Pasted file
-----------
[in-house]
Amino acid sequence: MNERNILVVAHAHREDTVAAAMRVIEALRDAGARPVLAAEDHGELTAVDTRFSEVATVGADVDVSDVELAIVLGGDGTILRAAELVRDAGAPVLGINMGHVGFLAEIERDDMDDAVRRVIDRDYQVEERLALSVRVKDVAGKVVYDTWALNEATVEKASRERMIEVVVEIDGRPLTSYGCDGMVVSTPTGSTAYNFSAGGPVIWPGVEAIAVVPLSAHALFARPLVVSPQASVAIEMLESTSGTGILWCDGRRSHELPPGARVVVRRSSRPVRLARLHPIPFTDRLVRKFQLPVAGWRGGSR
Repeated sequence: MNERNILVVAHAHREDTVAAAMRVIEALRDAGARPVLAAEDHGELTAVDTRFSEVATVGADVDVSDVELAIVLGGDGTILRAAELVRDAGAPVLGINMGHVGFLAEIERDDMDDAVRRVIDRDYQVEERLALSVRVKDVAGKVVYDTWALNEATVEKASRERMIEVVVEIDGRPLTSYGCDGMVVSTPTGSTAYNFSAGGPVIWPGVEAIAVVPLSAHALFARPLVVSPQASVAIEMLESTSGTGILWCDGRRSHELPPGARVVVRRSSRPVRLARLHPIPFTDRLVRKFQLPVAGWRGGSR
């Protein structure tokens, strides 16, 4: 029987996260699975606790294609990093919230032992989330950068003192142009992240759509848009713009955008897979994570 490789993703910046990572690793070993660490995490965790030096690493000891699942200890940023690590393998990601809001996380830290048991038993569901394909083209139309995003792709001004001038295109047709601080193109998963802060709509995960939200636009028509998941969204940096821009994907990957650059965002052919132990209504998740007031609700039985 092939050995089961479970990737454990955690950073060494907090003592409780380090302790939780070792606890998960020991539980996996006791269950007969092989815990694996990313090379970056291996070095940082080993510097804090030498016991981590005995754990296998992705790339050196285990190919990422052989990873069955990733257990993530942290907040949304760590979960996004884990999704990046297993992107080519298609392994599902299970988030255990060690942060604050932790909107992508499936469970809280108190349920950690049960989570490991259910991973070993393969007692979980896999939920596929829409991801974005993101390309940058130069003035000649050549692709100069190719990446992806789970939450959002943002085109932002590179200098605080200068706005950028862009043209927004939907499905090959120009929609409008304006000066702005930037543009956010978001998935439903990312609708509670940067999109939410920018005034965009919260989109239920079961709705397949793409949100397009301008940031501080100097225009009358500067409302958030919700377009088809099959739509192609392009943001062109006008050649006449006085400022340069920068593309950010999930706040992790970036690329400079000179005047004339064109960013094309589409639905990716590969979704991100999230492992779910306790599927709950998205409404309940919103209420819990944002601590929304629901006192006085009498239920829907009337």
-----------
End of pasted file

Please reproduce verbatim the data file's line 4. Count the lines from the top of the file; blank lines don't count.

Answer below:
């Protein structure tokens, strides 16, 4: 029987996260699975606790294609990093919230032992989330950068003192142009992240759509848009713009955008897979994570 490789993703910046990572690793070993660490995490965790030096690493000891699942200890940023690590393998990601809001996380830290048991038993569901394909083209139309995003792709001004001038295109047709601080193109998963802060709509995960939200636009028509998941969204940096821009994907990957650059965002052919132990209504998740007031609700039985 092939050995089961479970990737454990955690950073060494907090003592409780380090302790939780070792606890998960020991539980996996006791269950007969092989815990694996990313090379970056291996070095940082080993510097804090030498016991981590005995754990296998992705790339050196285990190919990422052989990873069955990733257990993530942290907040949304760590979960996004884990999704990046297993992107080519298609392994599902299970988030255990060690942060604050932790909107992508499936469970809280108190349920950690049960989570490991259910991973070993393969007692979980896999939920596929829409991801974005993101390309940058130069003035000649050549692709100069190719990446992806789970939450959002943002085109932002590179200098605080200068706005950028862009043209927004939907499905090959120009929609409008304006000066702005930037543009956010978001998935439903990312609708509670940067999109939410920018005034965009919260989109239920079961709705397949793409949100397009301008940031501080100097225009009358500067409302958030919700377009088809099959739509192609392009943001062109006008050649006449006085400022340069920068593309950010999930706040992790970036690329400079000179005047004339064109960013094309589409639905990716590969979704991100999230492992779910306790599927709950998205409404309940919103209420819990944002601590929304629901006192006085009498239920829907009337």